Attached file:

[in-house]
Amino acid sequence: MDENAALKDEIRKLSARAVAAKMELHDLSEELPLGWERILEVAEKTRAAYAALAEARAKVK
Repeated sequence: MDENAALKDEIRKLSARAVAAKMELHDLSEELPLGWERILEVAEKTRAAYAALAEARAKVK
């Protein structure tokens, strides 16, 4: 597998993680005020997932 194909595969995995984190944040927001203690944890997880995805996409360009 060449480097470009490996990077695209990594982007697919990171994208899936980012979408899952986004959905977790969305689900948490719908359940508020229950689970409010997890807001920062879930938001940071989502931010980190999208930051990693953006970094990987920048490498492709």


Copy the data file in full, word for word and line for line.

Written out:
[in-house]
Amino acid sequence: MDENAALKDEIRKLSARAVAAKMELHDLSEELPLGWERILEVAEKTRAAYAALAEARAKVK
Repeated sequence: MDENAALKDEIRKLSARAVAAKMELHDLSEELPLGWERILEVAEKTRAAYAALAEARAKVK
């Protein structure tokens, strides 16, 4: 597998993680005020997932 194909595969995995984190944040927001203690944890997880995805996409360009 060449480097470009490996990077695209990594982007697919990171994208899936980012979408899952986004959905977790969305689900948490719908359940508020229950689970409010997890807001920062879930938001940071989502931010980190999208930051990693953006970094990987920048490498492709």